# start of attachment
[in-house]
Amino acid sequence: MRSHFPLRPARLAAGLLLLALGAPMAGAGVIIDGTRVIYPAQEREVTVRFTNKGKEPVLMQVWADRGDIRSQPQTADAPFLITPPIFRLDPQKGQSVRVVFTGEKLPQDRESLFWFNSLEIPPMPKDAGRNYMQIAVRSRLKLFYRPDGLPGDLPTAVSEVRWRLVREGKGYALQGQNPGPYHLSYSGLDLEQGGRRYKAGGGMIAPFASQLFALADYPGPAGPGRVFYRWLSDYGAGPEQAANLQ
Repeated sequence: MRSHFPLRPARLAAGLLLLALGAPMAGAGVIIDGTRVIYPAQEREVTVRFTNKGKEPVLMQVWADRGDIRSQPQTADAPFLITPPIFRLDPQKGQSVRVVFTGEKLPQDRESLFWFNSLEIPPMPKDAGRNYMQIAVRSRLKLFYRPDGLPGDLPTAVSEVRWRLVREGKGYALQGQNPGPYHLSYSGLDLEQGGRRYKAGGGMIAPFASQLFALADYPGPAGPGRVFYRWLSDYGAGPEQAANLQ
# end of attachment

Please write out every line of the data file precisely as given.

[in-house]
Amino acid sequence: MRSHFPLRPARLAAGLLLLALGAPMAGAGVIIDGTRVIYPAQEREVTVRFTNKGKEPVLMQVWADRGDIRSQPQTADAPFLITPPIFRLDPQKGQSVRVVFTGEKLPQDRESLFWFNSLEIPPMPKDAGRNYMQIAVRSRLKLFYRPDGLPGDLPTAVSEVRWRLVREGKGYALQGQNPGPYHLSYSGLDLEQGGRRYKAGGGMIAPFASQLFALADYPGPAGPGRVFYRWLSDYGAGPEQAANLQ
Repeated sequence: MRSHFPLRPARLAAGLLLLALGAPMAGAGVIIDGTRVIYPAQEREVTVRFTNKGKEPVLMQVWADRGDIRSQPQTADAPFLITPPIFRLDPQKGQSVRVVFTGEKLPQDRESLFWFNSLEIPPMPKDAGRNYMQIAVRSRLKLFYRPDGLPGDLPTAVSEVRWRLVREGKGYALQGQNPGPYHLSYSGLDLEQGGRRYKAGGGMIAPFASQLFALADYPGPAGPGRVFYRWLSDYGAGPEQAANLQ